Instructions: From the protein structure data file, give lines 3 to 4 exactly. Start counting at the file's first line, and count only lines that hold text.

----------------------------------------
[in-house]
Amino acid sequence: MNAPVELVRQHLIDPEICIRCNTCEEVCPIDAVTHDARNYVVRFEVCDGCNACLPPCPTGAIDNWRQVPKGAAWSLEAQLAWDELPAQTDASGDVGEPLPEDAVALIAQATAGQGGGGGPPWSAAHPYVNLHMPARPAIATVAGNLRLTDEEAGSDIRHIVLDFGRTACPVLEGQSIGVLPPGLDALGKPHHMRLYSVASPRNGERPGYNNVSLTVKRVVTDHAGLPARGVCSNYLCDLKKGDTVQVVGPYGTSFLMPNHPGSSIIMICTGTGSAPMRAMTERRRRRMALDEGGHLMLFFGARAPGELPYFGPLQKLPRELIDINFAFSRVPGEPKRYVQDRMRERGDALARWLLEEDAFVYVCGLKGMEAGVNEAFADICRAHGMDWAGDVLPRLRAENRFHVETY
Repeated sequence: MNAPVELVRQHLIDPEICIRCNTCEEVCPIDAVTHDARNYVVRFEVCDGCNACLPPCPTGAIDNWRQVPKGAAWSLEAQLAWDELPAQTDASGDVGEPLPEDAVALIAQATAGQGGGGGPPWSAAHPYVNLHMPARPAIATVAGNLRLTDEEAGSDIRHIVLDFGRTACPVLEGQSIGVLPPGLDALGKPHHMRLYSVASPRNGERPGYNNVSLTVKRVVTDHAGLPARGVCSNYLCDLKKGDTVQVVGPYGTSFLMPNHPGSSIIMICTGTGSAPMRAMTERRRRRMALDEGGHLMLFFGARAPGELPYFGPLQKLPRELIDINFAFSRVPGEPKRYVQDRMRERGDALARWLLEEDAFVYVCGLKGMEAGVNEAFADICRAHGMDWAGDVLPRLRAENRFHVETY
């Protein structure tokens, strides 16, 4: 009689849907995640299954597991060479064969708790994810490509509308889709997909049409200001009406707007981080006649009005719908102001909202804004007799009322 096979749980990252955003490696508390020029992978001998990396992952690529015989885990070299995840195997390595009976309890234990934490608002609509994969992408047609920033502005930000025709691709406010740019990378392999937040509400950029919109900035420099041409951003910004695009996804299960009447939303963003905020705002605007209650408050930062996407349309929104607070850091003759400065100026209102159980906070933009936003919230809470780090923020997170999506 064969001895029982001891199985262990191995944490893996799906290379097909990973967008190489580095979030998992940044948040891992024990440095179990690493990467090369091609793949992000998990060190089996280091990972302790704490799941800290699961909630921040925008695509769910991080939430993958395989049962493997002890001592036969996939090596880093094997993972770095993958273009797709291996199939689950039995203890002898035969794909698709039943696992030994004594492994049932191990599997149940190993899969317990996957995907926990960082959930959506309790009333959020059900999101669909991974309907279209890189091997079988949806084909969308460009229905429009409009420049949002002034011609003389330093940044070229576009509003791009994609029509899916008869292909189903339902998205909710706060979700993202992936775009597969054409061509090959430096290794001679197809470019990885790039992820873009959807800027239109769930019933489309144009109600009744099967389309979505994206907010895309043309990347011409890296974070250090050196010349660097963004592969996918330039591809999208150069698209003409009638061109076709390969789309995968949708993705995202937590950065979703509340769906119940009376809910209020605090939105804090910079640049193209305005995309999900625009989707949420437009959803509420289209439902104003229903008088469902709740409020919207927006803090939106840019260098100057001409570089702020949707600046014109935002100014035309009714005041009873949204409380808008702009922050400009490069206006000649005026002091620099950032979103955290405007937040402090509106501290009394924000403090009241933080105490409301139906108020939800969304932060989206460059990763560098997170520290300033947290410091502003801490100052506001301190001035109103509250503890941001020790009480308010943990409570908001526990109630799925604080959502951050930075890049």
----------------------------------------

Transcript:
Repeated sequence: MNAPVELVRQHLIDPEICIRCNTCEEVCPIDAVTHDARNYVVRFEVCDGCNACLPPCPTGAIDNWRQVPKGAAWSLEAQLAWDELPAQTDASGDVGEPLPEDAVALIAQATAGQGGGGGPPWSAAHPYVNLHMPARPAIATVAGNLRLTDEEAGSDIRHIVLDFGRTACPVLEGQSIGVLPPGLDALGKPHHMRLYSVASPRNGERPGYNNVSLTVKRVVTDHAGLPARGVCSNYLCDLKKGDTVQVVGPYGTSFLMPNHPGSSIIMICTGTGSAPMRAMTERRRRRMALDEGGHLMLFFGARAPGELPYFGPLQKLPRELIDINFAFSRVPGEPKRYVQDRMRERGDALARWLLEEDAFVYVCGLKGMEAGVNEAFADICRAHGMDWAGDVLPRLRAENRFHVETY
């Protein structure tokens, strides 16, 4: 009689849907995640299954597991060479064969708790994810490509509308889709997909049409200001009406707007981080006649009005719908102001909202804004007799009322 096979749980990252955003490696508390020029992978001998990396992952690529015989885990070299995840195997390595009976309890234990934490608002609509994969992408047609920033502005930000025709691709406010740019990378392999937040509400950029919109900035420099041409951003910004695009996804299960009447939303963003905020705002605007209650408050930062996407349309929104607070850091003759400065100026209102159980906070933009936003919230809470780090923020997170999506 064969001895029982001891199985262990191995944490893996799906290379097909990973967008190489580095979030998992940044948040891992024990440095179990690493990467090369091609793949992000998990060190089996280091990972302790704490799941800290699961909630921040925008695509769910991080939430993958395989049962493997002890001592036969996939090596880093094997993972770095993958273009797709291996199939689950039995203890002898035969794909698709039943696992030994004594492994049932191990599997149940190993899969317990996957995907926990960082959930959506309790009333959020059900999101669909991974309907279209890189091997079988949806084909969308460009229905429009409009420049949002002034011609003389330093940044070229576009509003791009994609029509899916008869292909189903339902998205909710706060979700993202992936775009597969054409061509090959430096290794001679197809470019990885790039992820873009959807800027239109769930019933489309144009109600009744099967389309979505994206907010895309043309990347011409890296974070250090050196010349660097963004592969996918330039591809999208150069698209003409009638061109076709390969789309995968949708993705995202937590950065979703509340769906119940009376809910209020605090939105804090910079640049193209305005995309999900625009989707949420437009959803509420289209439902104003229903008088469902709740409020919207927006803090939106840019260098100057001409570089702020949707600046014109935002100014035309009714005041009873949204409380808008702009922050400009490069206006000649005026002091620099950032979103955290405007937040402090509106501290009394924000403090009241933080105490409301139906108020939800969304932060989206460059990763560098997170520290300033947290410091502003801490100052506001301190001035109103509250503890941001020790009480308010943990409570908001526990109630799925604080959502951050930075890049």